Is “projection” how you make your SVGs in OpenSCAD?

      1. I sure hope STL dies very soon and all those other slicers besides PrusaSlicer allow for STEP-import. STL is such an ugly format and makes everything but plain “printing it” a real PITA. I don’t care if PrusaSlicer internally makes an STL from it, give me STEP import everywhere please :)

    1. STL import is a choice.

      When making your own part to duplicate another one that was given just as a STL shape without parameters, show it as transparent gray and fiddle with your parametric design until the components overlap enough. A night with a caliper on printed model failed, a short while with an imported STL did the job. I still feel dumb I didn’t start that way. (The part was the NASA fabric tile where I wanted it parametric. Todo, publish.)

      STLs can then be cut to part, hollowed out, moved, scaled, overlapped… all with openscad syntax.

      Sometimes STL models don’t taste good enough to openscad. Then they can be repaired with Meshlab, or with Blender (boolean AND operation over the model and a cube that overlaps it).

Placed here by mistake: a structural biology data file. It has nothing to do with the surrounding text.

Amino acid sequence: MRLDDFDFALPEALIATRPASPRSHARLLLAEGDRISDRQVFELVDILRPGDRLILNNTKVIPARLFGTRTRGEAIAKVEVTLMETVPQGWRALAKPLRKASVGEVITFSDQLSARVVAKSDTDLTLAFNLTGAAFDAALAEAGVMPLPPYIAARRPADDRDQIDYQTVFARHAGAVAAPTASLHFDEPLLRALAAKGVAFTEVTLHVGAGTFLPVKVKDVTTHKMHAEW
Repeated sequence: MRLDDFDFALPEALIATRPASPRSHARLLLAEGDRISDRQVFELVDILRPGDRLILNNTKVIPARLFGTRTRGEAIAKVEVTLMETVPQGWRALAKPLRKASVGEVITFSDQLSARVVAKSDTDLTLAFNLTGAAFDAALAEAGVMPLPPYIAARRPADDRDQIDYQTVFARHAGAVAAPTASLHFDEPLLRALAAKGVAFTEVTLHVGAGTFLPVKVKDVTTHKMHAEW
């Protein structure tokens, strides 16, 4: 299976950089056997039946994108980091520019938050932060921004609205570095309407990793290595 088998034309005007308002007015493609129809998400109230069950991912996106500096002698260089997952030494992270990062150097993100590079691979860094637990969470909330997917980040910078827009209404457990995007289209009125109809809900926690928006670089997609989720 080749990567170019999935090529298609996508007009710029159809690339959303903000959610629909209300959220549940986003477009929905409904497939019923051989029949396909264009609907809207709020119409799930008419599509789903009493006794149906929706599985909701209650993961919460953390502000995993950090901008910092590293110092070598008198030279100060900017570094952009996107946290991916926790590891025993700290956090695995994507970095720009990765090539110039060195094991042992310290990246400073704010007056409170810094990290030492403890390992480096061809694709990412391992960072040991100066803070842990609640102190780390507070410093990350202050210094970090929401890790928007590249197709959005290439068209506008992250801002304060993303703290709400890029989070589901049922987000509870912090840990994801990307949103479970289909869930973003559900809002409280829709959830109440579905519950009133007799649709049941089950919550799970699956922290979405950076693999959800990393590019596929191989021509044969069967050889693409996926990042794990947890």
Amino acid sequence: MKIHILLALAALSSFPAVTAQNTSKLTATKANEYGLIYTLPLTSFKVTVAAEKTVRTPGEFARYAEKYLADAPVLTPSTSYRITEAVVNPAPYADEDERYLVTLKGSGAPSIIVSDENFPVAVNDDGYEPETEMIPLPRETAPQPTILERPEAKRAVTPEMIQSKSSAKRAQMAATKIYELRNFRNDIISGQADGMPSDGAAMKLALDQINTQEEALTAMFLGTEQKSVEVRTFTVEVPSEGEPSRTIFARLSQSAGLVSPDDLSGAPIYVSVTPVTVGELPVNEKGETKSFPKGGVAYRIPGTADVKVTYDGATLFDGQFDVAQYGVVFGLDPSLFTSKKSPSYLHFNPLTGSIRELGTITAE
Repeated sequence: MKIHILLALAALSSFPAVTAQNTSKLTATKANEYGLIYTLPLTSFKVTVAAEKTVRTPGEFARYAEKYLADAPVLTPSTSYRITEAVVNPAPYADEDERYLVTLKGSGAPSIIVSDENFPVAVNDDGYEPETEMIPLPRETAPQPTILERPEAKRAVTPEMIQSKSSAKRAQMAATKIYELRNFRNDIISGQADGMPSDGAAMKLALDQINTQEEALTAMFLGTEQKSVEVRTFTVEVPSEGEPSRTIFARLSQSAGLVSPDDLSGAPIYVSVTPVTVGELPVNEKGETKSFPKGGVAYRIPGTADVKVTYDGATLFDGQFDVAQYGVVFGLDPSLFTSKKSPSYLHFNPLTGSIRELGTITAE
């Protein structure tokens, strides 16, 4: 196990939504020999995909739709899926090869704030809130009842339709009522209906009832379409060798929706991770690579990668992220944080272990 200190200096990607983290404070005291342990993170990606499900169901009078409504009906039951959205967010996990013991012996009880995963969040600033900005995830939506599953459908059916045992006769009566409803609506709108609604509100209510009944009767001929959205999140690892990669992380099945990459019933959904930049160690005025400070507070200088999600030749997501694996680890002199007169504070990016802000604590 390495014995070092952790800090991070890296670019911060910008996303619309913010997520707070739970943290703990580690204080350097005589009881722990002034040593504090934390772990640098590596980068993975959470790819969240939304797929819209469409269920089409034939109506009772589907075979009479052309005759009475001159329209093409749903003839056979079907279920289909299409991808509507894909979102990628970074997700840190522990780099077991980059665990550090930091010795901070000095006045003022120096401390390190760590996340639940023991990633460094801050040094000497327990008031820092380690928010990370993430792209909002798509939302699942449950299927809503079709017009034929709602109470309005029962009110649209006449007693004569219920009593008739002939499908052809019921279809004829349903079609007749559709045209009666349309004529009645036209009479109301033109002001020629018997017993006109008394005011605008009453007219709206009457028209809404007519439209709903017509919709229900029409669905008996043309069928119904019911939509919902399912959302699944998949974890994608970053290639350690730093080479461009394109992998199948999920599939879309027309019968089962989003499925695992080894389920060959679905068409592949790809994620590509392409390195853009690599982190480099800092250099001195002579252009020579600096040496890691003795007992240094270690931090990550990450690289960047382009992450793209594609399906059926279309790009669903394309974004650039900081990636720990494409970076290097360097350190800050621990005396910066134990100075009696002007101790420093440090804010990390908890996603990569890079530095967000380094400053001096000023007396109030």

3. AnchorScad uses OpenSCAD as the rendering engine. Pre manifold it takes 20 times longer on average to create an STL file. Running all the models in AnchorScad went down from most of an hour to a few minutes. It did have a few issues. It didn’t like extrusions that had overlaps in 2d polygons. Fixed it by postprocessing AnchorScad Paths to remove overlapping path segments. This is going to make OpenSCAD a whole bunch better.

  4. Finally! Exciting times! My love-hate relationship with OpenSCAD is turning into warm fuzzy löööve…

    Tried a model of a screw using a threads library. Went from 13 s to 0.2 s rendering time!

    Another model went from 115.7s to 2.7s!

    *giggle giggle*

    1. Kinda? If you make one module per “color”, let’s pretend you have 8 modules/parts which should be 2 colors/materials. Additionally, we need to suppose that all 8 modules preview/render so the preview looks right. Comment out the modules which should be one color and render the modules at the same time, then reverse the commenting and render the balance.
      There’s likely a scripting option to further automate this process, but at this stage you should have 1 STL per intended filament. In the add part dialogue of Prusaslicer select both files, and click yes. You will be asked if the items should be considered separate parts, the answer is no. Prusaslicer will then allow you to set an extruder. This may need you to have a multi filament printer set up/chosen.

  5. Having rendered many slow parts in OpenSCAD, please make this our future. We need threads for physical threads. I have wanted this feature for a long time, along with thread-like features with native support. I have waited long times on some parts with excess detail, and some parts even had halting problems. Please let me use my 8 cores to the fullest.